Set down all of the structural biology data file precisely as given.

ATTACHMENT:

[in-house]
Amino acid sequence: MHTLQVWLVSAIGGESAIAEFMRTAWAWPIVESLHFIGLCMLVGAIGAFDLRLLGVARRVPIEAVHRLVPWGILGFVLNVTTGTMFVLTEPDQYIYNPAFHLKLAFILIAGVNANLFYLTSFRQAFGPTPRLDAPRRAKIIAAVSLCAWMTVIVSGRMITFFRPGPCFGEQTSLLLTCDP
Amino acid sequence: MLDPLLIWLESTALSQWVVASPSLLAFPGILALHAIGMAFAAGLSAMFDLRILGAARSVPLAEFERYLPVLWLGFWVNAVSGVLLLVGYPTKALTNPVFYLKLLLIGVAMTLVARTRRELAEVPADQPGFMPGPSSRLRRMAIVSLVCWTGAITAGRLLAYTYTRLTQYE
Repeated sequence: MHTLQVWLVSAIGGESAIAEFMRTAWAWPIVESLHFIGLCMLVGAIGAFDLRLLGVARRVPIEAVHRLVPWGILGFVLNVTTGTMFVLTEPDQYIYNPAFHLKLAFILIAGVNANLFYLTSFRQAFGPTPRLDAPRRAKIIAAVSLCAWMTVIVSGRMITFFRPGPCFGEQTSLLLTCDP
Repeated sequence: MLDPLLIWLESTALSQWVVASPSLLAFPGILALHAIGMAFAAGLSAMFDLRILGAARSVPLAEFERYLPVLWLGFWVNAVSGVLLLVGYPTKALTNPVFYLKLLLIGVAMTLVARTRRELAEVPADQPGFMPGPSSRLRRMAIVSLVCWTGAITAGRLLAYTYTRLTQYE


[in-house]
Amino acid sequence: MHTLQVWLVSAIGGESAIAEFMRTAWAWPIVESLHFIGLCMLVGAIGAFDLRLLGVARRVPIEAVHRLVPWGILGFVLNVTTGTMFVLTEPDQYIYNPAFHLKLAFILIAGVNANLFYLTSFRQAFGPTPRLDAPRRAKIIAAVSLCAWMTVIVSGRMITFFRPGPCFGEQTSLLLTCDP
Amino acid sequence: MLDPLLIWLESTALSQWVVASPSLLAFPGILALHAIGMAFAAGLSAMFDLRILGAARSVPLAEFERYLPVLWLGFWVNAVSGVLLLVGYPTKALTNPVFYLKLLLIGVAMTLVARTRRELAEVPADQPGFMPGPSSRLRRMAIVSLVCWTGAITAGRLLAYTYTRLTQYE
Repeated sequence: MHTLQVWLVSAIGGESAIAEFMRTAWAWPIVESLHFIGLCMLVGAIGAFDLRLLGVARRVPIEAVHRLVPWGILGFVLNVTTGTMFVLTEPDQYIYNPAFHLKLAFILIAGVNANLFYLTSFRQAFGPTPRLDAPRRAKIIAAVSLCAWMTVIVSGRMITFFRPGPCFGEQTSLLLTCDP
Repeated sequence: MLDPLLIWLESTALSQWVVASPSLLAFPGILALHAIGMAFAAGLSAMFDLRILGAARSVPLAEFERYLPVLWLGFWVNAVSGVLLLVGYPTKALTNPVFYLKLLLIGVAMTLVARTRRELAEVPADQPGFMPGPSSRLRRMAIVSLVCWTGAITAGRLLAYTYTRLTQYE